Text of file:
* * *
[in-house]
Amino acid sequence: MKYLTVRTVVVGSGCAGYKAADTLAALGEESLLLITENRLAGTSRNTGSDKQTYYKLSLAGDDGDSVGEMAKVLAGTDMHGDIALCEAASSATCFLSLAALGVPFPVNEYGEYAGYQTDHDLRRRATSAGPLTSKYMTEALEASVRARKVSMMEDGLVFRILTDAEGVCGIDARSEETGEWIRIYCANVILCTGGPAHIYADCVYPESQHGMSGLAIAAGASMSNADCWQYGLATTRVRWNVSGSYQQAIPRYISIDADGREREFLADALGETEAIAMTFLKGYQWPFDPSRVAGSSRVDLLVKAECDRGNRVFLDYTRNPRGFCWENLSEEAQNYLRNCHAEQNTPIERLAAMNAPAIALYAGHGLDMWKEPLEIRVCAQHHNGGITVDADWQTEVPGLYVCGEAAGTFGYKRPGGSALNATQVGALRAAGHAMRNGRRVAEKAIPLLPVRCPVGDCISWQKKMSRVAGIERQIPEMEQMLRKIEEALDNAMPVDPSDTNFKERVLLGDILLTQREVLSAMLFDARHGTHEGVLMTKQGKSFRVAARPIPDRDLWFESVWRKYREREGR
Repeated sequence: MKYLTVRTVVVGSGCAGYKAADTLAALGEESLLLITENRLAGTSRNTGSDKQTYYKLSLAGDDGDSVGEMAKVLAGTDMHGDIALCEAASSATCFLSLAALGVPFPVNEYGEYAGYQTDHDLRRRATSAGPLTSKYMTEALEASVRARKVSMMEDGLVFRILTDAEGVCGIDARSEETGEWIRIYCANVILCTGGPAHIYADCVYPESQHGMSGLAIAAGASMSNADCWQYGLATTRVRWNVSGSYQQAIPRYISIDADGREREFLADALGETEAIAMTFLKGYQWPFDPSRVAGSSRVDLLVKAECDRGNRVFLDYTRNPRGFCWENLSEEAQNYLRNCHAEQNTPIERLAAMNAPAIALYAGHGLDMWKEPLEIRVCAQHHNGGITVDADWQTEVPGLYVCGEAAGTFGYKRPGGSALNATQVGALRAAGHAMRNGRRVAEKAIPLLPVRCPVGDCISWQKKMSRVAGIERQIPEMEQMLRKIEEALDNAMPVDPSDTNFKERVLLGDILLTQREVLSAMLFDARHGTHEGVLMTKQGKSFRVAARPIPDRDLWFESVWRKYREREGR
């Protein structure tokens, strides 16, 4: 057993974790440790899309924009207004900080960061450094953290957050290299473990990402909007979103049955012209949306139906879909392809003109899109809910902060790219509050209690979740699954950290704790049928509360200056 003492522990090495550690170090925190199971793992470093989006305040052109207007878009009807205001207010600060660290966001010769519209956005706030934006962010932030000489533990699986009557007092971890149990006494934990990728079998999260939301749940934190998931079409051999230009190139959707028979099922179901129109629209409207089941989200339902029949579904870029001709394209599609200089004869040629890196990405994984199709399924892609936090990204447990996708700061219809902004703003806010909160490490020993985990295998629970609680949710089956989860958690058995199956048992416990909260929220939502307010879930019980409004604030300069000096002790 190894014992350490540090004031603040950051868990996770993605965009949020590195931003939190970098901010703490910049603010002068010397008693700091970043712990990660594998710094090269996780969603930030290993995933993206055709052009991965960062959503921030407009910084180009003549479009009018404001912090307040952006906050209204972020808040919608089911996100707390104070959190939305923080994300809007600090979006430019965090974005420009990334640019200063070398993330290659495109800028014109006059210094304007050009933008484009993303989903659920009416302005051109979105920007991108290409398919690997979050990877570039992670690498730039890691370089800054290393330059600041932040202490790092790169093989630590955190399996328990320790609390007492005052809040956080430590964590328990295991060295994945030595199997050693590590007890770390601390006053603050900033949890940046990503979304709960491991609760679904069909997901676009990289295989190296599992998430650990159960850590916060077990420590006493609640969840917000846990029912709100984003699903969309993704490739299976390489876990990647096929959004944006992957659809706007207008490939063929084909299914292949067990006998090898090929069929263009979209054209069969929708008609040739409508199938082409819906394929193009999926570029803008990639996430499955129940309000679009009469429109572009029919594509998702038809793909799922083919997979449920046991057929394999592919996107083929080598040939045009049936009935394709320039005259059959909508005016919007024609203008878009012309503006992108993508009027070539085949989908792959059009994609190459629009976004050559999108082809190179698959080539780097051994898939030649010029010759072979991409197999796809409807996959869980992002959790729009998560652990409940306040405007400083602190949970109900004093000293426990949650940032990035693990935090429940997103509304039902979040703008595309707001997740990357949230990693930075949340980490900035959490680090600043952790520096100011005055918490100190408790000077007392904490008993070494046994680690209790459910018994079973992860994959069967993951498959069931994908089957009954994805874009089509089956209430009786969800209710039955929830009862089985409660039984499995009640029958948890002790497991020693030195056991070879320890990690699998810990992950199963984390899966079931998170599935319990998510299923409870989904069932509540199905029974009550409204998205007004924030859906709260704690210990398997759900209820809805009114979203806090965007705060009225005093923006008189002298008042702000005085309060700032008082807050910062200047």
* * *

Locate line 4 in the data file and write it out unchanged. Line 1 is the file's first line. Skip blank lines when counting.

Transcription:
């Protein structure tokens, strides 16, 4: 057993974790440790899309924009207004900080960061450094953290957050290299473990990402909007979103049955012209949306139906879909392809003109899109809910902060790219509050209690979740699954950290704790049928509360200056 003492522990090495550690170090925190199971793992470093989006305040052109207007878009009807205001207010600060660290966001010769519209956005706030934006962010932030000489533990699986009557007092971890149990006494934990990728079998999260939301749940934190998931079409051999230009190139959707028979099922179901129109629209409207089941989200339902029949579904870029001709394209599609200089004869040629890196990405994984199709399924892609936090990204447990996708700061219809902004703003806010909160490490020993985990295998629970609680949710089956989860958690058995199956048992416990909260929220939502307010879930019980409004604030300069000096002790 190894014992350490540090004031603040950051868990996770993605965009949020590195931003939190970098901010703490910049603010002068010397008693700091970043712990990660594998710094090269996780969603930030290993995933993206055709052009991965960062959503921030407009910084180009003549479009009018404001912090307040952006906050209204972020808040919608089911996100707390104070959190939305923080994300809007600090979006430019965090974005420009990334640019200063070398993330290659495109800028014109006059210094304007050009933008484009993303989903659920009416302005051109979105920007991108290409398919690997979050990877570039992670690498730039890691370089800054290393330059600041932040202490790092790169093989630590955190399996328990320790609390007492005052809040956080430590964590328990295991060295994945030595199997050693590590007890770390601390006053603050900033949890940046990503979304709960491991609760679904069909997901676009990289295989190296599992998430650990159960850590916060077990420590006493609640969840917000846990029912709100984003699903969309993704490739299976390489876990990647096929959004944006992957659809706007207008490939063929084909299914292949067990006998090898090929069929263009979209054209069969929708008609040739409508199938082409819906394929193009999926570029803008990639996430499955129940309000679009009469429109572009029919594509998702038809793909799922083919997979449920046991057929394999592919996107083929080598040939045009049936009935394709320039005259059959909508005016919007024609203008878009012309503006992108993508009027070539085949989908792959059009994609190459629009976004050559999108082809190179698959080539780097051994898939030649010029010759072979991409197999796809409807996959869980992002959790729009998560652990409940306040405007400083602190949970109900004093000293426990949650940032990035693990935090429940997103509304039902979040703008595309707001997740990357949230990693930075949340980490900035959490680090600043952790520096100011005055918490100190408790000077007392904490008993070494046994680690209790459910018994079973992860994959069967993951498959069931994908089957009954994805874009089509089956209430009786969800209710039955929830009862089985409660039984499995009640029958948890002790497991020693030195056991070879320890990690699998810990992950199963984390899966079931998170599935319990998510299923409870989904069932509540199905029974009550409204998205007004924030859906709260704690210990398997759900209820809805009114979203806090965007705060009225005093923006008189002298008042702000005085309060700032008082807050910062200047």